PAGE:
Archbishop of Canterbury Backs Chief Rabbi: Says Britain’s Jews in ‘Fear’

Archbishop of Canterbury Justin Welby (2nd R) and Chief Rabbi Ephraim Mirvis (R) join other faith leaders for a vigil for the victims of the London Bridge terror attacks, in Potters Fields Park on June 5, 2017 in London, England. Seven people were killed and at least 48 injured in …
Dan Kitwood/Getty

The Archbishop of Canterbury has backed an electoral intervention by Britain’s chief rabbi by saying the country should be alert to the profound unease felt by many Jews at the prospect of a left-wing Labour government led by Jeremy Corbyn.

Justin Welby tweeted Tuesday after Chief Rabbi Ephraim Mirvis wrote in the Times of London that Britain’s Labour Party and its leader have been deeply tarnished by anti-Semitism, as Breitbart London reported.

Welby said political parties must make it “an absolute priority” to avoid any actions that increase the perception of fear. He said Mirvis’s statement “ought to alert us to the deep sense of insecurity and fear felt by many British Jews.”

It is without precedent for the chief rabbi to express his thoughts on party politics during an election campaign. He stopped short of advising voters to shun Labour but made his point about the prospect of Jeremy Corbyn gaining Number 10.

“The way in which the (Labour) leadership has dealt with anti-Jewish racism is incompatible with the British values of which we are so proud,” he wrote.

“It is not my place to tell any person how they should vote. … I simply pose the question: What will the result of this election say about the moral compass of our country?”

 The Labour Party in general has been engulfed in claims of institutionalized anti-Semitism since Corbyn became leader.

At a personal level, he has also been slammed after pictures emerged confirming he attended a 2014 wreath-laying ceremony for Palestinian terrorists.

Israeli Prime Minister Benjamin Netanyahu publicly admonished Corbyn when the images became public last year:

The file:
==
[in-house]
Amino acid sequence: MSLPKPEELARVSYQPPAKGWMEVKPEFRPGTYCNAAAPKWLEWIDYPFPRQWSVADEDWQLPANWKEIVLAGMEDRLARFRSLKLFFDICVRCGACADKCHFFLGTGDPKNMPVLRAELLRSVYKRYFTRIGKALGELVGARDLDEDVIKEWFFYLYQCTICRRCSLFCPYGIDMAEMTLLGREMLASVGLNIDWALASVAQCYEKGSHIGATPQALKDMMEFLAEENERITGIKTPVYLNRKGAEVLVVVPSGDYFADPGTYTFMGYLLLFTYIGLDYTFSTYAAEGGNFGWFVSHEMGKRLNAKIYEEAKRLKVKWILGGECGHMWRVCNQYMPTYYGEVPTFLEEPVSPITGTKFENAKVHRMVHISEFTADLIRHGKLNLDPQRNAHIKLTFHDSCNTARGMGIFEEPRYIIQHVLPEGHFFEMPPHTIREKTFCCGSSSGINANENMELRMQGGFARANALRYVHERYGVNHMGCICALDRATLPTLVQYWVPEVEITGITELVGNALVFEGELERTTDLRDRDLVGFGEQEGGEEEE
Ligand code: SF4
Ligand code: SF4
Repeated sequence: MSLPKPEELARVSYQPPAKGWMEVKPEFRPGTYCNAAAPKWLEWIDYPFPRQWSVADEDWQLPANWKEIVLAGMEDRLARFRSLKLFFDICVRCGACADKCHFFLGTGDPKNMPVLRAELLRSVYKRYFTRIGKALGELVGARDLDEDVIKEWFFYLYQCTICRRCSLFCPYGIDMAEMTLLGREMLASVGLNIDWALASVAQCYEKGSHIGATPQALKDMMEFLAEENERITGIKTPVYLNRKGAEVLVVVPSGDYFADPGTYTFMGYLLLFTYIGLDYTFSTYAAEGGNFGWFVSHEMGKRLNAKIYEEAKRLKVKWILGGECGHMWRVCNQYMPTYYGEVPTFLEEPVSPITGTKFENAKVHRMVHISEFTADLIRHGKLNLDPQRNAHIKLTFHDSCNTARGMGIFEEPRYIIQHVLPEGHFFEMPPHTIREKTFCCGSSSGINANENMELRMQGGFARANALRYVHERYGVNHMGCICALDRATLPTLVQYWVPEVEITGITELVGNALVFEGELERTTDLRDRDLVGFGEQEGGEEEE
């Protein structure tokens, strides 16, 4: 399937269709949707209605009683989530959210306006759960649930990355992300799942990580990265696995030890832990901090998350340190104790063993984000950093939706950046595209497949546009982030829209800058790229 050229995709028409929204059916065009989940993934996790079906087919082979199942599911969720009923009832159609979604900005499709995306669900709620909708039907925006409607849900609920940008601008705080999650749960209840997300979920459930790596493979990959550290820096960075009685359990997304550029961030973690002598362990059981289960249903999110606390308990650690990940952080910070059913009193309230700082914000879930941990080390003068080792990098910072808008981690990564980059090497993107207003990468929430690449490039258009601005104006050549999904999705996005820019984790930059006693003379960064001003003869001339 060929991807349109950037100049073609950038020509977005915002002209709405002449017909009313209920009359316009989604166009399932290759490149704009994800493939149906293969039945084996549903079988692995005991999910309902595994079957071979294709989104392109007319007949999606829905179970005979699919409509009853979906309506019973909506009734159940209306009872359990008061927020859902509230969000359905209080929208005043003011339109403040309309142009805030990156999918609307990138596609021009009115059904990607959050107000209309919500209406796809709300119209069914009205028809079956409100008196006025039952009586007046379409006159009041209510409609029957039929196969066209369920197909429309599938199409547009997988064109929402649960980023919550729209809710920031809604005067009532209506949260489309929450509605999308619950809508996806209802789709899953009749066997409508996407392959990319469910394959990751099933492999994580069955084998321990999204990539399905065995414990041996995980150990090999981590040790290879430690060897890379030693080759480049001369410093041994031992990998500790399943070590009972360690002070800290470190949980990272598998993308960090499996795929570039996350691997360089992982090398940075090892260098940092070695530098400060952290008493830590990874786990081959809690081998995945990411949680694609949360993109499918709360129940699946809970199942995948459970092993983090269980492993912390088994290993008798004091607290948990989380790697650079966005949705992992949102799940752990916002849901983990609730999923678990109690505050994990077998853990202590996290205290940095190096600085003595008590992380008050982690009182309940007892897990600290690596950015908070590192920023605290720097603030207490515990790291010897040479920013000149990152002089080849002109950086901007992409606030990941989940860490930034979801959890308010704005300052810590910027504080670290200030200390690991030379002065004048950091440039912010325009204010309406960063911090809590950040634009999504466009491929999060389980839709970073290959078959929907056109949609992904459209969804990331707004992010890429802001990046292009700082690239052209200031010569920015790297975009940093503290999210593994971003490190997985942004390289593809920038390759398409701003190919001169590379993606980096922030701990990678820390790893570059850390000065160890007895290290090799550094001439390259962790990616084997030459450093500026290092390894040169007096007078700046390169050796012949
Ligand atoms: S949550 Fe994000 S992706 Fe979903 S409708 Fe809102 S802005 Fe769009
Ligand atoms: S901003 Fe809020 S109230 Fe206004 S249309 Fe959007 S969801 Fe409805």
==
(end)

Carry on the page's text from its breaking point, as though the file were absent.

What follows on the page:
Netanyahu’s rare public criticism of a foreign politician came after the Daily Mail newspaper published photos of Corbyn holding a wreath to honor the instigators of the Munich atrocity.

He had previously denied being part of the service.

As Breitbart Jerusalem reported, Corbyn stirred condemnation and disbelief from members of his own party when the graveside trip was first revealed in May, 2017.

The president of the Board of Deputies of British Jews, Marie van der Zyl, said Corbyn should apologise for being at the ceremony in Tunisia.

“After days of being evasive, Jeremy Corbyn has now admitted attending a memorial event for the terrorist murders of unarmed athletes. How can you say he is not involved?” she told the BBC Radio 4 Today programme.

“In 1972, these are unarmed people who were attending the Olympics, they were savagely mutilated and murdered. There is no reason Jeremy Corbyn should not apologise to the widows and to the victims for this terrible massacre.”

Also last year Corbyn’s camp defended comments he made during a speech at a rally outside Israel’s London embassy in 2010 in which he compared Israel’s blockade of the Gaza strip to the Nazi sieges of Leningrad and Stalingrad during World War II.

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